Derek Crouch (Contractors) had a large 11 acre premises to the east of the village. The company was known across the United Kingdom and Australia for its open cast mining. Before 1957 when Derek Crouch constructed his workshop a big house know as the ‘The Lawns’1 stood on the plot, today the Fountains Place housing estate covers the site where the company resided. The premises had a large workshop, a hanger, for the company aircraft and offices at the front of the property. Mr Crouch was an experienced pilot and he regularly flew to the north east of England to inspect his mines.
The company had been in operation a number of years before it was floated on the stock exchange in 1971. They were contracted to run the biggest open cast mines across the UK, their opencast site at Llanharan, South Wales covered 800 acres and produced 330,000 tonnes of coal each year. At its peak the company was highly successful, between 1975 and 1977 the companies profits increased from £983,000 to £2.55 million.
The company was well known across the UK as a leader in open cast mining but they were also involved in construction and plant maintenance. In 1984 they had branches in Birtley, Uanharan, Widdrington, Perth, Australia and Philipsburg, Pa. USA .They first got into surface mining in 1945 and quickly developed into a major pioneering force with an impressive list of achievements. This included the only bucket-wheel excavator to be used in a U.K. coal mine; the purchase, in 1969, of a B-E 1550W walking dragline otherwise known as Big Georgie – the largest in Europe until 1990.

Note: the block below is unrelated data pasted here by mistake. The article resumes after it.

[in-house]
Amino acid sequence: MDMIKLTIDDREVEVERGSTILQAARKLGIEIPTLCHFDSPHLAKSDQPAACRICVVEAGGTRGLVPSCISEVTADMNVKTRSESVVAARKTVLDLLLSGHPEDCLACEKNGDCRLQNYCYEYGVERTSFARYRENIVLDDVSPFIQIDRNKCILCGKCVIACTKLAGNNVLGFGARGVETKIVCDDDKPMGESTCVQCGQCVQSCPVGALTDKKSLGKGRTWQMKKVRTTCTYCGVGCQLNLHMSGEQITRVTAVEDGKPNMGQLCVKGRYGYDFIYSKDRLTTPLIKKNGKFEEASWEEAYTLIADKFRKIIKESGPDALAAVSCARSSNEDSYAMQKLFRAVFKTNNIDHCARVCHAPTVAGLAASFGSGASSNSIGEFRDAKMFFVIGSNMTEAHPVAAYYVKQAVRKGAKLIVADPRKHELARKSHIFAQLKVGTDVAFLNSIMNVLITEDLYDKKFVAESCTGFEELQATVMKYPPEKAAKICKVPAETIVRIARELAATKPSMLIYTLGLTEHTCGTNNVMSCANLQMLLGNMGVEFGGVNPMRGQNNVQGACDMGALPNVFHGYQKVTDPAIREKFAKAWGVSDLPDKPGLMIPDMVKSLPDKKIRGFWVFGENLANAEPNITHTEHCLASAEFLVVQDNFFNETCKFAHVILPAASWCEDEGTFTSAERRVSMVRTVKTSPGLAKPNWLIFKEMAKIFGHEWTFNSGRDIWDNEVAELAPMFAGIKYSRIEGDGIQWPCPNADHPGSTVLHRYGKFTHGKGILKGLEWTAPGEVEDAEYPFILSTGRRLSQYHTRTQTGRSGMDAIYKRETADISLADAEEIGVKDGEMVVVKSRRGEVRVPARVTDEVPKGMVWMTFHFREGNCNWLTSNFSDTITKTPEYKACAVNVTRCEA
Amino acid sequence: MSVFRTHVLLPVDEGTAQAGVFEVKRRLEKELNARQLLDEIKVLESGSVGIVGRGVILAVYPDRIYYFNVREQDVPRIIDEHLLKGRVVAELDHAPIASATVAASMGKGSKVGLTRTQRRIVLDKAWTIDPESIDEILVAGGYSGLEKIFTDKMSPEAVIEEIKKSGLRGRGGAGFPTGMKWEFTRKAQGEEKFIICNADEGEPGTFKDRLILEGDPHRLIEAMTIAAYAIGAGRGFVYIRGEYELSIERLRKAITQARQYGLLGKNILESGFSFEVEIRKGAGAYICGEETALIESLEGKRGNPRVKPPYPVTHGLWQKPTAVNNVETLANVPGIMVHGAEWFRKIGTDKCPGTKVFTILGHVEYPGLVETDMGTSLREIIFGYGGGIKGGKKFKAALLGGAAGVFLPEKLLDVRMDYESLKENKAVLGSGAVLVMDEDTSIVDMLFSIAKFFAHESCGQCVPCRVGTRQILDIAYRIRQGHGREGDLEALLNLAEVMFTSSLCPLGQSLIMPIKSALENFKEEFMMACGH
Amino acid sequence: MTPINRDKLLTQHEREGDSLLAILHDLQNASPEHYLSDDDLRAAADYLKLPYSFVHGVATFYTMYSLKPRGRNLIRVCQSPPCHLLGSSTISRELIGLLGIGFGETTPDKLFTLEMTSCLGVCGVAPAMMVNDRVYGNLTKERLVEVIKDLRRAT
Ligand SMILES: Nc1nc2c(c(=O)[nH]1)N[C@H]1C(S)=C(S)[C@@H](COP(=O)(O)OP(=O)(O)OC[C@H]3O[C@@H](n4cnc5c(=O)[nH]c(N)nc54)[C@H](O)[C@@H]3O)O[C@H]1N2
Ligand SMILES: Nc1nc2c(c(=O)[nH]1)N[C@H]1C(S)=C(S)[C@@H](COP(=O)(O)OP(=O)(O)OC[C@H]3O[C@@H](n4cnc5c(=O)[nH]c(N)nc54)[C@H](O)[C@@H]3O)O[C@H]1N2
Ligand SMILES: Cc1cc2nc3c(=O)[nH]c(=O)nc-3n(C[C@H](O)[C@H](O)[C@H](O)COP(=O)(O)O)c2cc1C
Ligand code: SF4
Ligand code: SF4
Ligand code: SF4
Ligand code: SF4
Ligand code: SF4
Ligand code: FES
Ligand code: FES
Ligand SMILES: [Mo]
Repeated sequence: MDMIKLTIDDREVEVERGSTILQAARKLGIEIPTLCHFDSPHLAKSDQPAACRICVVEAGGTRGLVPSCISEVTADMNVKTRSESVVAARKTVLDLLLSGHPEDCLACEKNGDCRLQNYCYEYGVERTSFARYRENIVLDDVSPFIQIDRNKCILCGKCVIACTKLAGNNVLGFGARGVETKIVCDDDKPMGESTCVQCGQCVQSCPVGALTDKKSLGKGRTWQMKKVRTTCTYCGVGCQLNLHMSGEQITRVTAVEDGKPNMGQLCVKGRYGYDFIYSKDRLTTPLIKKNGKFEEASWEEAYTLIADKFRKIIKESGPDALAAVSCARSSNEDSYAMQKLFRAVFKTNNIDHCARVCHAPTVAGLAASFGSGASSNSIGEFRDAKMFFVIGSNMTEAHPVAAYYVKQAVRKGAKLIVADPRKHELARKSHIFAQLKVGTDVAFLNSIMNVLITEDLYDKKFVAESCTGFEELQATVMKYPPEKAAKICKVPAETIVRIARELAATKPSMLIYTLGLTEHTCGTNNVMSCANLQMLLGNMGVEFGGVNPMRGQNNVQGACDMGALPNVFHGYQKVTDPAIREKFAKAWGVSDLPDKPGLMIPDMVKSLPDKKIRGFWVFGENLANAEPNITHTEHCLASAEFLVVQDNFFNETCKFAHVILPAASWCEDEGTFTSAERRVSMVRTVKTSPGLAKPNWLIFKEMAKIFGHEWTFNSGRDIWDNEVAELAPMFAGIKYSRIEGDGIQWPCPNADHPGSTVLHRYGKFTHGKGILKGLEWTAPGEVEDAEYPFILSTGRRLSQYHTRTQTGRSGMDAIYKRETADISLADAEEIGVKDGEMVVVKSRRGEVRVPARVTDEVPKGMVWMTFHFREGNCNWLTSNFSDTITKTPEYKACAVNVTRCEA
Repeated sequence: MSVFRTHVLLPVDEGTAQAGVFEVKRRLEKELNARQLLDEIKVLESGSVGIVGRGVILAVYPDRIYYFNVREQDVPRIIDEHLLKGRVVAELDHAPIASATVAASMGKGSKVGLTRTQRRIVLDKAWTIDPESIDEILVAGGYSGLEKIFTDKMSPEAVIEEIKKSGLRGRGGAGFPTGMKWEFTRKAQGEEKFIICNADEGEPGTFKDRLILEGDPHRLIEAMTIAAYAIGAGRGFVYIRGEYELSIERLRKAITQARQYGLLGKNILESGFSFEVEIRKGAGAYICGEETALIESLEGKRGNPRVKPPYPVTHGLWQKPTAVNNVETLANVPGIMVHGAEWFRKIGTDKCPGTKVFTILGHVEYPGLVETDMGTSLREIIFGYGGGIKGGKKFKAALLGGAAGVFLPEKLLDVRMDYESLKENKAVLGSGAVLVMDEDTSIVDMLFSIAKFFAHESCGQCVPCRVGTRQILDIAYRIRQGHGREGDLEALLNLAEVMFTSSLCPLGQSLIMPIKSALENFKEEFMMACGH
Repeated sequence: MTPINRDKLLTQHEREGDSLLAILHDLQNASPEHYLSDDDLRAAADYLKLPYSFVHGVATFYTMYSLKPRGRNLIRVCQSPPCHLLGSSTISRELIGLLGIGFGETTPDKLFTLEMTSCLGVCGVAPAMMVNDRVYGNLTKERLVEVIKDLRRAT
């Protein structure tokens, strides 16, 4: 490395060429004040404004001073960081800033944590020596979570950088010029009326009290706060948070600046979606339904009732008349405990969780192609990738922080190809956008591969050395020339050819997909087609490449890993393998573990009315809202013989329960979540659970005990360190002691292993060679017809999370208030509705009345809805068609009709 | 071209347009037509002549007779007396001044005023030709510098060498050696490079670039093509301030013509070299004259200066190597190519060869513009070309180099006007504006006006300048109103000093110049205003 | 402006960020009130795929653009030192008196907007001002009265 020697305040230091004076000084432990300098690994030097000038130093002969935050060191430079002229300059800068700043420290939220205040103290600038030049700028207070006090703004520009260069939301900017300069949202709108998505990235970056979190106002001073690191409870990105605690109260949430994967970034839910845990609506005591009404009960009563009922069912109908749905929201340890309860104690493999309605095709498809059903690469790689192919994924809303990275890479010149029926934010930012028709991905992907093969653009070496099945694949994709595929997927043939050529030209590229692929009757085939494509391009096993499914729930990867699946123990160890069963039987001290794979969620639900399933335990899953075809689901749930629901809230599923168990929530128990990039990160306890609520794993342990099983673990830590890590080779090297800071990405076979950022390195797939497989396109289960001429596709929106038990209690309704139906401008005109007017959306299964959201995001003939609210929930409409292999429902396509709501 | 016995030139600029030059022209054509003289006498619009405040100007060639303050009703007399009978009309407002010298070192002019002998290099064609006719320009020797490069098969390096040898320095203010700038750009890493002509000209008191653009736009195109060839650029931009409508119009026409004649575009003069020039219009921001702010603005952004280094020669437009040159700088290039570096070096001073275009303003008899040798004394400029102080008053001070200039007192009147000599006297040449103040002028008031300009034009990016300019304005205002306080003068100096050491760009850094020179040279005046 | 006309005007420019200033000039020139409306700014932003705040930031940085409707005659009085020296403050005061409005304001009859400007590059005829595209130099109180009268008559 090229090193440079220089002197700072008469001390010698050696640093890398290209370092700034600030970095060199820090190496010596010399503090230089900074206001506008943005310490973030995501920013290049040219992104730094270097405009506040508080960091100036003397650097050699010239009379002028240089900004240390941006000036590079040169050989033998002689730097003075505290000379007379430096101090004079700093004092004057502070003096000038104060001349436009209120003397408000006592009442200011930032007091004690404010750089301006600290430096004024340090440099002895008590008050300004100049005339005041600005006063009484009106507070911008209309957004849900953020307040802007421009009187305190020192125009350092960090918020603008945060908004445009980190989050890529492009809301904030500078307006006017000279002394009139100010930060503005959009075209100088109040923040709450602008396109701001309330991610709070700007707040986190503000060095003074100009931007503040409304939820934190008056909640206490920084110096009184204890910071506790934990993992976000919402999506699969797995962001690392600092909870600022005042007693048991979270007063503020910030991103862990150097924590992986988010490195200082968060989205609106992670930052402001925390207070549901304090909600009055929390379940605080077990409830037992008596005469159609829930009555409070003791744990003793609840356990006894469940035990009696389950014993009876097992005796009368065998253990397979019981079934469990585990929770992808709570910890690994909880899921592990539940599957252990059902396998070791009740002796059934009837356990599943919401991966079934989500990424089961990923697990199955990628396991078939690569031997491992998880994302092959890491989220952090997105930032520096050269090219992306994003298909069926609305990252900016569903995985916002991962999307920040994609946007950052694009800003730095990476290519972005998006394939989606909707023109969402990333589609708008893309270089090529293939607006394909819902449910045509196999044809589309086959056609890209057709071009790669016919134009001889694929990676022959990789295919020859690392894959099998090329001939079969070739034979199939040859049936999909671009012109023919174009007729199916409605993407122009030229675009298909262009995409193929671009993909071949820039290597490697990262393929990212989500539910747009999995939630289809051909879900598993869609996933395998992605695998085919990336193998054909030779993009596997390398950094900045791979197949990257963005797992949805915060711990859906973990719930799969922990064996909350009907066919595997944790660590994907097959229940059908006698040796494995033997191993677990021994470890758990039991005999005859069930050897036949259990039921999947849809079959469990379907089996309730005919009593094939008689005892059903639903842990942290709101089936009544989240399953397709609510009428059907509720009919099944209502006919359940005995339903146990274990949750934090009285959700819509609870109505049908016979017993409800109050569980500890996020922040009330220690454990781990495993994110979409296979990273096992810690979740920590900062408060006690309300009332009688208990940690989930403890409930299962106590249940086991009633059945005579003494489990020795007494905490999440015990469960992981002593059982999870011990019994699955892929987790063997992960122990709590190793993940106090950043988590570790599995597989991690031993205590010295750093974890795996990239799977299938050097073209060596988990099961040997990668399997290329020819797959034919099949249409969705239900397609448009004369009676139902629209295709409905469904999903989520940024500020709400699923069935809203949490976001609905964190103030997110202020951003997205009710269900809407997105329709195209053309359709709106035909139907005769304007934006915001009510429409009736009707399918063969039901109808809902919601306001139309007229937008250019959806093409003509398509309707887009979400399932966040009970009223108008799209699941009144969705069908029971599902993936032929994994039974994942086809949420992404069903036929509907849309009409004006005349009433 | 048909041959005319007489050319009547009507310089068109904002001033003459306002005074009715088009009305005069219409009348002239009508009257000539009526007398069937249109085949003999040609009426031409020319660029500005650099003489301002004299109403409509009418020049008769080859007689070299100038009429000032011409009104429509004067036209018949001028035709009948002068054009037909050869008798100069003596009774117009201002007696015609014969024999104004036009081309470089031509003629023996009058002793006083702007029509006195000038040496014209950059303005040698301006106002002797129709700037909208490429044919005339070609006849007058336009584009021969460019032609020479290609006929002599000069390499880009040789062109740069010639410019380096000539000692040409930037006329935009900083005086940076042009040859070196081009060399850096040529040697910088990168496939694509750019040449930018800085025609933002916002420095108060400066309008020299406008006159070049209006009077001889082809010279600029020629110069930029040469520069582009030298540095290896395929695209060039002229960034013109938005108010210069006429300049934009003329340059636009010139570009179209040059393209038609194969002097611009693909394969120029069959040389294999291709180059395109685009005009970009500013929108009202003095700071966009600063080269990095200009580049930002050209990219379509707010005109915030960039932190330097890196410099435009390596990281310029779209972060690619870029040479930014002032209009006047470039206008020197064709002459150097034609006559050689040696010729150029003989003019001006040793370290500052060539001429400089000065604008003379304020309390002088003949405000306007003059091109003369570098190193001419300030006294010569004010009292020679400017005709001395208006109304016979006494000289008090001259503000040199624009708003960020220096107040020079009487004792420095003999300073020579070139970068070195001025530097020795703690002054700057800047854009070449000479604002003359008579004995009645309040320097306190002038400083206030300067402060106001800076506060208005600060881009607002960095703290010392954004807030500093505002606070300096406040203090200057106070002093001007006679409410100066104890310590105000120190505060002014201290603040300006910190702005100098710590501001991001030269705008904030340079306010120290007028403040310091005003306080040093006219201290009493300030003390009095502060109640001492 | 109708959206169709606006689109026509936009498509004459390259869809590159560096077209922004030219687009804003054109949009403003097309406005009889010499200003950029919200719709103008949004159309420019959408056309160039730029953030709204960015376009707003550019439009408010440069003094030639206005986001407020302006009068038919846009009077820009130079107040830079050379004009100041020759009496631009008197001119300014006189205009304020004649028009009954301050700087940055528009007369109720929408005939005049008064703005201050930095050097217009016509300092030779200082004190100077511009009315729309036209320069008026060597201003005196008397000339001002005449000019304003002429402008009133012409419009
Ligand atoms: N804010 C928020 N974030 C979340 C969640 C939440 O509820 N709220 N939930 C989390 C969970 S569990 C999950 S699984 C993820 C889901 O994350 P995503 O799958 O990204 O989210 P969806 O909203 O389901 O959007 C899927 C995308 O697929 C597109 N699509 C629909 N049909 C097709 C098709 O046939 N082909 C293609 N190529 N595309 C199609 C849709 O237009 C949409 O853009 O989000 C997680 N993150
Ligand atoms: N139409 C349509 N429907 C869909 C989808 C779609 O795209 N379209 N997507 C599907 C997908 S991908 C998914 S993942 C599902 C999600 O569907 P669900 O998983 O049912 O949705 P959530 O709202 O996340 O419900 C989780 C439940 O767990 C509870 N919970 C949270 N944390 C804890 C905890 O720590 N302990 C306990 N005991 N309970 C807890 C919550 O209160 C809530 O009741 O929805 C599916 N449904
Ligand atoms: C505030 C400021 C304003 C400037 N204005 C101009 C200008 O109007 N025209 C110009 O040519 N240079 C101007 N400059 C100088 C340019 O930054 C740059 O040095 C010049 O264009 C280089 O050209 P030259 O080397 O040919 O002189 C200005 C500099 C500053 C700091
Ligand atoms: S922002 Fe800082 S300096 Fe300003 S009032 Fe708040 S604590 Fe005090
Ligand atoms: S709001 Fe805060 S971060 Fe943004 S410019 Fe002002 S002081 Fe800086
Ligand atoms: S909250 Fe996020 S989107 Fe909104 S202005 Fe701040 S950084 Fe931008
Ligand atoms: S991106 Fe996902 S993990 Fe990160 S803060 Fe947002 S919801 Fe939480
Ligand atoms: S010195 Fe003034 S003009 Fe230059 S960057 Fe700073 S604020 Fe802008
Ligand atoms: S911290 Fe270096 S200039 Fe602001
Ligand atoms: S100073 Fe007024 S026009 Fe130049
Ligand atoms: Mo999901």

Derek Crouch head quarters were in Eye until 1987 when the company was was acquired by Ryan International and the business was moved to Morpeth, Northumberland, one of the largest opencast coal sites in England. The land in Eye was sold off for housing.
After purchase by Ryan international the name was changed to Crouch Mining. The company were investors in the latest technology and equipment available to the industry, incuding the largest walking dragline in Europe, The Ace of Spades. Crouch mining was equipped to remain at the forefront of opencast mining.
The large investments the company had made were costing the company dearly and with the import in cheap coal and the growth in gas power stations, the company was struggling. In 2001 the company had a turnover of £45 million but lost over £5 million. This couldn’t be sustained and Crouch Mining fell into receivership in December 2003 following a number of years of financial difficulties. Half of the company’s 139 jobs were secured when the company’s plant repair business was sold to UK Coal.
The man behind the company: Derek Crouch
Derek Charles Howard Crouch was born in Manea on the 31 May 1921 and was educated at Oundle School. He formed his own business at the age of 19 and built up Derek Crouch PLC into one of the country’s leading construction and civil engineering businesses with interests throughout UK, USA and Australia. He learned to fly in 1945 and piloted his own plane for more than 40 years. His greatest adventure was said to be his trip to South Africa in 1967.